Celebrating Calvin Coolidge in Plymouth Notch | Happy Vermont

Explore Vermont

Calvin Coolidge State Historic Site

Celebrating Calvin Coolidge in Plymouth Notch

Vice president Calvin Coolidge was asleep in his childhood home in Plymouth Notch when the news arrived that President Warren Harding had died.

A few hours later, on Aug. 3, 1923, at 2:47 a.m., Coolidge was sworn in as the 30th president of the United States. His father, Colonel John Coolidge, a notary, administered the oath of office by candlelight in their home.

This week, a four-day centennial celebration will commemorate the anniversary of Coolidge’s inauguration at the Calvin Coolidge State Historic Site on Aug. 2-5.

Coolidge was born in Plymouth Notch and graduated from Amherst College in Massachusetts. His political career began as a councilman in Northampton, Mass., before eventually becoming the governor of Massachusetts. After serving as president from 1923 to 1929, he retired in Northampton.

Coolidge Plymouth Vermont

-A small post office at the front of the Florence Cilley General Store in Plymouth Notch served the town until 1976.

Brave Little State

But his heart was in Vermont. Coolidge’s famous speech, “Vermont is a State I Love,” was delivered in Bennington in September 1928, while visiting Vermont to view the damage and reconstruction resulting from the flood of 1927.

“I could not look upon the peaks of Ascutney, Killington, Mansfield and Equinox without being moved in a way that no other scene could move me,” Coolidge said during his speech. It was there he coined the phrase, “this brave little state of Vermont.”

Coolidge returned to Plymouth Notch regularly during his presidency, even if he had established his Summer White House elsewhere, according to Coolidge ambassador and administrator Tracy Messer. Coolidge, born on July 4, 1872, died in 1933 and is buried in the town cemetery with seven generations of Coolidges.

Calvin Coolidge general store

-The Florence Cilley General Store was built in the 1850s. President Coolidge’s father became storekeeper in 1868.

The Calvin Coolidge State Historic Site

The first Coolidge to settle in Plymouth—the town back then was called Saltash—was the president’s great, great grandfather, John Coolidge. The Vermont Legislature changed the town’s name to Plymouth in 1797. The only place where the Saltash name apparently survived is the town’s tallest peak—Saltash Mountain, according to Esther Swift’s book, Vermont Place-Names: Footprints of History.

Plymouth Notch includes Coolidge’s carefully preserved childhood home, a general store, community church, one-room schoolhouse and a cheese factory.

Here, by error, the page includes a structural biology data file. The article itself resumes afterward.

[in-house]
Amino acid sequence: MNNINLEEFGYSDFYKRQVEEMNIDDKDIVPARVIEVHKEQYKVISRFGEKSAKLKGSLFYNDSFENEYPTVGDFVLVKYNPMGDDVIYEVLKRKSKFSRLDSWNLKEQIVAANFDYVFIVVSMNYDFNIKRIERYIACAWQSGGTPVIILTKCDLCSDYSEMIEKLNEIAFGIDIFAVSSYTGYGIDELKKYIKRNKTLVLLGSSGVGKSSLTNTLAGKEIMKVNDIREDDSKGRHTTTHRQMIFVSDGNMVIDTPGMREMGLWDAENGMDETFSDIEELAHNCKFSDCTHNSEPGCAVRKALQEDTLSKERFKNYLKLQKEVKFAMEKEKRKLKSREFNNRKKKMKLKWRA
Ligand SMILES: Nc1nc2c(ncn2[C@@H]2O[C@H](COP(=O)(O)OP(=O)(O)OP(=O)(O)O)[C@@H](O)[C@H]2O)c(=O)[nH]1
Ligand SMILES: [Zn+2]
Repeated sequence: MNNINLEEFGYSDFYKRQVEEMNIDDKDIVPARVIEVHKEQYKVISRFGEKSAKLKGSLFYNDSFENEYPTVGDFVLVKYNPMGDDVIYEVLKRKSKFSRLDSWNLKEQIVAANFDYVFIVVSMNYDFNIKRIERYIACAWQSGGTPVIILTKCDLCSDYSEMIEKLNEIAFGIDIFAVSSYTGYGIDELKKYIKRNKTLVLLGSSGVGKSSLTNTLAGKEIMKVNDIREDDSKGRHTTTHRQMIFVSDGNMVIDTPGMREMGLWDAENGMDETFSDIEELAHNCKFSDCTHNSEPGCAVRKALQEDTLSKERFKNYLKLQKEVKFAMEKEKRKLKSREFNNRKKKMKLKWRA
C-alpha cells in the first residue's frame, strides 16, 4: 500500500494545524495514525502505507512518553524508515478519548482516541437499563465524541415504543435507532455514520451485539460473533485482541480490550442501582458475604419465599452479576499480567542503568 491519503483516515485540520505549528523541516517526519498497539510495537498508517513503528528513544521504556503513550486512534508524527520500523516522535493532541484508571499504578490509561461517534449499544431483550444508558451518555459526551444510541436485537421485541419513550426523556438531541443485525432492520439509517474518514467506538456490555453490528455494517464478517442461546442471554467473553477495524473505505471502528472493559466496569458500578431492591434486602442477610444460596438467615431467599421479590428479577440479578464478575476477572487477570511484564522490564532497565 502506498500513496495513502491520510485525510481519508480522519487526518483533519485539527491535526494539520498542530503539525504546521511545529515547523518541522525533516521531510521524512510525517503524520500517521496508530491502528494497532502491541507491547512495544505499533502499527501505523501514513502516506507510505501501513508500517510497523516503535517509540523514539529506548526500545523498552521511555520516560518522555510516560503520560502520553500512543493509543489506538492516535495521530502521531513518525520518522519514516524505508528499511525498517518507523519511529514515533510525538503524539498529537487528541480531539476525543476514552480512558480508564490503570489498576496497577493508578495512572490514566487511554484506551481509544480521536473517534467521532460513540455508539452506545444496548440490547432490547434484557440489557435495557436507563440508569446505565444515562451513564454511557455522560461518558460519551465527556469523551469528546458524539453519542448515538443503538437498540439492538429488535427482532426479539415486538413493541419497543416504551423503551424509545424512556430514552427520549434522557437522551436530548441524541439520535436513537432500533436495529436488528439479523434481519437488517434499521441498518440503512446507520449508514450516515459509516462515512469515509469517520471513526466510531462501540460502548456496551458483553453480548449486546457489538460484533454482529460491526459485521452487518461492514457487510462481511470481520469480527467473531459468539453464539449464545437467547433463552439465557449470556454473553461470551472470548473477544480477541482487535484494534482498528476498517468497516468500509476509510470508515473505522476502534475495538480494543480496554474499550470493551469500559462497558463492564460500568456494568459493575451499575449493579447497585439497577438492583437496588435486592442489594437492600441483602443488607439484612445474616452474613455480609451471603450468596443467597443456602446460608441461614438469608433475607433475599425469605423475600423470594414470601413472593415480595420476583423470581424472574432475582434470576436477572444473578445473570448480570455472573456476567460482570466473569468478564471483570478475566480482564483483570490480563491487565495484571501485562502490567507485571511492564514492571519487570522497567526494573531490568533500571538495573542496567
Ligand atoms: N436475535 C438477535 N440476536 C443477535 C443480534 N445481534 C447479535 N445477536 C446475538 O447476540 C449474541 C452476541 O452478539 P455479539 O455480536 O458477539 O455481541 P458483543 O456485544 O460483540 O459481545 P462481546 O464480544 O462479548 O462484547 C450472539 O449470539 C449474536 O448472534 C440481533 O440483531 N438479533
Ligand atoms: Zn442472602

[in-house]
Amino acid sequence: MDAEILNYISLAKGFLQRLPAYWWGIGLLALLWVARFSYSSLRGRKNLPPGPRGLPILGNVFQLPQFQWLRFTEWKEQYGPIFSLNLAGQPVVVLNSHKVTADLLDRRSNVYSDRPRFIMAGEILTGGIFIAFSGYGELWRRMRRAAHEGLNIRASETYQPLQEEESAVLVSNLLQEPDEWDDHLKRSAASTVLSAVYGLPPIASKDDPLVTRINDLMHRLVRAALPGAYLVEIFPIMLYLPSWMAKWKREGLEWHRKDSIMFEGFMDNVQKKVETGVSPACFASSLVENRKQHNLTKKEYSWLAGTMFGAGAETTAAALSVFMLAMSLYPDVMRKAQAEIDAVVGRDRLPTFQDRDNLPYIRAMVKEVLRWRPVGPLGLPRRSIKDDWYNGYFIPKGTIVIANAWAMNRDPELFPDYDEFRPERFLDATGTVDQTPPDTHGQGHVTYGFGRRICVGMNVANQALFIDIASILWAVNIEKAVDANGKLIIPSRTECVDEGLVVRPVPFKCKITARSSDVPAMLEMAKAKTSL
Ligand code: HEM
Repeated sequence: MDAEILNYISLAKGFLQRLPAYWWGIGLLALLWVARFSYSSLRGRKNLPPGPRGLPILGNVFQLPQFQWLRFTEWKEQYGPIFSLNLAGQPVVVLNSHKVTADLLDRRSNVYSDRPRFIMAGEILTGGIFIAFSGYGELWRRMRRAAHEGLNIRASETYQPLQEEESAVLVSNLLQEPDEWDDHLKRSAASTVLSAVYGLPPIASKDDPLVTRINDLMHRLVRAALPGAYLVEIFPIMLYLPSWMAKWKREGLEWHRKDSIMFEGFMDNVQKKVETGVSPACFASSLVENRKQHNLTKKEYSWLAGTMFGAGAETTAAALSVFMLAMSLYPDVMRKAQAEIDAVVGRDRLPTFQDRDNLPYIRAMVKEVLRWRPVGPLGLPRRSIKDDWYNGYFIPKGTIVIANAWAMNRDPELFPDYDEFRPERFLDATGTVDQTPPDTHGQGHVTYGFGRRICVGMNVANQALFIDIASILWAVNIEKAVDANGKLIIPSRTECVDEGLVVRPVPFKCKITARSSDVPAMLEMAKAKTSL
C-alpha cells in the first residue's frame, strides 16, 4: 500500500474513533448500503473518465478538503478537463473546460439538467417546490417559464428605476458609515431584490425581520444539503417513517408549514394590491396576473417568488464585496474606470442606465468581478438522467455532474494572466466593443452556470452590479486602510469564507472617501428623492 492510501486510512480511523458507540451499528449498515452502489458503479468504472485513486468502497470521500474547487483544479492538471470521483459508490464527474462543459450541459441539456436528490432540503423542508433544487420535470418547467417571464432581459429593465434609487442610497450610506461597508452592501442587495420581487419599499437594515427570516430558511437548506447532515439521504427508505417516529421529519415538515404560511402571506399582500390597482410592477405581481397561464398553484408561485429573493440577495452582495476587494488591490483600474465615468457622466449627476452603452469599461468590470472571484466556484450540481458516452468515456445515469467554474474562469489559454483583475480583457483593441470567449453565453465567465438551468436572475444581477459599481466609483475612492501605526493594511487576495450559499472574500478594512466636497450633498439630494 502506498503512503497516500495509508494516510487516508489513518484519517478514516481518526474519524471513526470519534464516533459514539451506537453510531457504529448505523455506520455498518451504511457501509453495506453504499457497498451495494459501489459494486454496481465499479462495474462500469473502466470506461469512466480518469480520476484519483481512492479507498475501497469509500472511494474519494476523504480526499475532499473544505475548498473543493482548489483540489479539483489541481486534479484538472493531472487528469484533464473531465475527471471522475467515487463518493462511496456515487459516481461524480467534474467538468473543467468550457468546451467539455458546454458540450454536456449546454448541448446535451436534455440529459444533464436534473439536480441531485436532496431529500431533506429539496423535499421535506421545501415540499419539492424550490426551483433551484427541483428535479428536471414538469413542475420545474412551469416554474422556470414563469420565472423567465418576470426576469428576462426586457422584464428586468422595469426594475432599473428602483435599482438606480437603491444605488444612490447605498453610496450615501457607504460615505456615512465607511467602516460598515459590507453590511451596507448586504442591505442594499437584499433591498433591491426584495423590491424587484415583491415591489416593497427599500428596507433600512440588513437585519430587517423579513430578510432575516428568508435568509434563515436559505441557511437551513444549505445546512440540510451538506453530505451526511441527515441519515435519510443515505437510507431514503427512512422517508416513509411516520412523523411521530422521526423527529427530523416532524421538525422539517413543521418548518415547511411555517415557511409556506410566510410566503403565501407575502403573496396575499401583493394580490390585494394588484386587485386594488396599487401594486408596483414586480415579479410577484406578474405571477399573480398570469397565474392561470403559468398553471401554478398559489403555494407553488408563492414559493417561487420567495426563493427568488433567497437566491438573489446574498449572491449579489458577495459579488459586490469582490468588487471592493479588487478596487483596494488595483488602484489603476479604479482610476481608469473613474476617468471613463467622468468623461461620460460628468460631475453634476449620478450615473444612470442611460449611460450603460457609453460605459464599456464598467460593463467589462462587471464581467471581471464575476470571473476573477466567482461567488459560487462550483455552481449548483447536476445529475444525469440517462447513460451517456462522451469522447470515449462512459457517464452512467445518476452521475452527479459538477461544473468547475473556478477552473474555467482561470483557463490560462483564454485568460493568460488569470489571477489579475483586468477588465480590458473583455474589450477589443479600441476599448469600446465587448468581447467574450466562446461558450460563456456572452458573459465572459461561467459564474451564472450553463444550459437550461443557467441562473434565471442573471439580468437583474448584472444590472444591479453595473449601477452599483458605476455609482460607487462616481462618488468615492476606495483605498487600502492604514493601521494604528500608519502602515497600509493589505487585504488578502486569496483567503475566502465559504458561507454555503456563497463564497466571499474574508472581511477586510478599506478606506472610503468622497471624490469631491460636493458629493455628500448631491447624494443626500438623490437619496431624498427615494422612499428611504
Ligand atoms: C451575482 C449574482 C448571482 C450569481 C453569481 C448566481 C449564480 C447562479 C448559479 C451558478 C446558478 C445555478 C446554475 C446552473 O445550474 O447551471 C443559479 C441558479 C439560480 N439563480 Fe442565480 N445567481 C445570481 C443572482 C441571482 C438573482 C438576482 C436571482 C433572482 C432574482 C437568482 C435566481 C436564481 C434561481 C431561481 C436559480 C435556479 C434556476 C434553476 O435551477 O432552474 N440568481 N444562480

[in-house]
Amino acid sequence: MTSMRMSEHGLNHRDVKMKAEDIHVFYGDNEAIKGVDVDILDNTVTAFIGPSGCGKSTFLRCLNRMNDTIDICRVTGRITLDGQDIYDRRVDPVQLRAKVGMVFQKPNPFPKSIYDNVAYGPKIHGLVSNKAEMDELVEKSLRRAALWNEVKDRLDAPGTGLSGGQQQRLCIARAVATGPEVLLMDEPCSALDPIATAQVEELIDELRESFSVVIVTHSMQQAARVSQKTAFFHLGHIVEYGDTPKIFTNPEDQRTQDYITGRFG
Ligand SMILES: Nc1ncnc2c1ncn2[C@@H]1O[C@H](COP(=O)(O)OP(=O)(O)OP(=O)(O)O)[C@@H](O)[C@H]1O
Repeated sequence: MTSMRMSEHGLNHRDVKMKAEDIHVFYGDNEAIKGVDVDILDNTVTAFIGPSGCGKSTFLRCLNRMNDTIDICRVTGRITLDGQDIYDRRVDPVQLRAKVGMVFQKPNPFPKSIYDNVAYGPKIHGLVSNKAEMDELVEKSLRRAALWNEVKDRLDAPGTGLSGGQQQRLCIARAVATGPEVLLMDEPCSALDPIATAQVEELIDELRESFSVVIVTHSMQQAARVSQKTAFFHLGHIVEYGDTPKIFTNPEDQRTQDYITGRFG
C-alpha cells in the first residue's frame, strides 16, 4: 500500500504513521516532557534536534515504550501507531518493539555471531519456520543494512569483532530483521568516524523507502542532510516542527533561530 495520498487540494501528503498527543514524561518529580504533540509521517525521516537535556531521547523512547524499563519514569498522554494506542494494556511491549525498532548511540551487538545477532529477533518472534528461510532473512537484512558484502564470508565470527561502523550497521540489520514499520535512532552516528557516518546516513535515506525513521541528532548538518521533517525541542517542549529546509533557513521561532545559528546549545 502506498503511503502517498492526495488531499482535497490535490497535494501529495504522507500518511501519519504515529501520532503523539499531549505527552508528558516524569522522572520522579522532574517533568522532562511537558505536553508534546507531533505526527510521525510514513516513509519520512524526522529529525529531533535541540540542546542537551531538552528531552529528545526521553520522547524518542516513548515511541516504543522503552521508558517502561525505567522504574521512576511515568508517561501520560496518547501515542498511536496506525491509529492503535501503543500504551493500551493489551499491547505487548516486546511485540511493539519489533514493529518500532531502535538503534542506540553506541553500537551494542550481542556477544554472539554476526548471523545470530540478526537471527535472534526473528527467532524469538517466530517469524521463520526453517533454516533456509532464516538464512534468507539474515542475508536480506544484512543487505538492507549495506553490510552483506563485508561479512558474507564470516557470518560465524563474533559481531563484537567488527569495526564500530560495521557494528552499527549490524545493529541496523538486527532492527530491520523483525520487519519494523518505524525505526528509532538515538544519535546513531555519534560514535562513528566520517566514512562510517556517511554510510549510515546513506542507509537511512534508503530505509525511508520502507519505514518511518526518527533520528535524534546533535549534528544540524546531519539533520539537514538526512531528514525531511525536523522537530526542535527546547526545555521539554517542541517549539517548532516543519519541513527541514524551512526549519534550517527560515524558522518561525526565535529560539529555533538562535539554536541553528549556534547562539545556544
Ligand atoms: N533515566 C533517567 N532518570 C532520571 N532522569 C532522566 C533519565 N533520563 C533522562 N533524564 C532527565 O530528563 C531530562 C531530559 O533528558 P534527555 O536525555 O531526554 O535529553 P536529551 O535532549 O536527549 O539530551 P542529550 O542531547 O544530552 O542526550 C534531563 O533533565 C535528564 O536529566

Now a National Historic Landmark, the property became a state historic site in 1947, and the village remains nearly unchanged since the early 20th century.

Today, the Vermont Division for Historic Preservation at the President Calvin Coolidge State Historic Site oversees 26 structures and approximately 200 acres as well as thousands of artifacts associated with rural Vermont of the 19th and 20th century, according to Rejoice Scherry, a historic sites regional administrator for the Coolidge site.

The Florence Cilley General Store, built in the 1850s, is attached to the Wilder House—Coolidge’s birthplace. John Coolidge, the president’s father, became the storekeeper in 1868.

“He was a man of many talents and had a good head for business and a calling for public service,” Messer says of the president’s father. “The store was likely a more lucrative profession than being a farmer, as were his ancestors.”

Florence Cilley, whose name is above the front door of the general store, ran the business between 1917 and 1945. A small post office at the front of the store served the town until 1976.

Coolidge Historic Site

-Plymouth Notch is the birthplace and childhood home of Calvin Coolidge.

A Natural Treasure

 In 1947, the Vermont Legislature formed the Historic Sites Commission, later called the Vermont Division for Historic Preservation. The primary directive to the Commission was that “special attention be given to the suitable development of President Coolidge’s birthplace.”

According to Scherry, it was clear that Plymouth Notch had become a national treasure. One hundred years after Coolidge was inaugurated, it still is.

Learn more about the Centennial Celebration at coolidge2023.org.

If you go: The President Calvin Coolidge State Historic Site is open through October 22, 2023. Hours are 10 a.m. to 5 p.m. (closed Mondays) (3780 Route 100A, Plymouth Notch; historicsites.vermont.gov/calvin-coolidge)

Admission: Adults $12; children (6-14) $4; children under 6 free; family pass (up to 6 people with 4 adults) $30

Plymouth Cheese

-The Plymouth Cheese Factory was built by Colonel John Coolidge, James S. Brown and three other local farmers in 1890.



Barns, Calvin Coolidge, historic sites, History, Plymouth Notch, Windsor County
No Comments

Post A Comment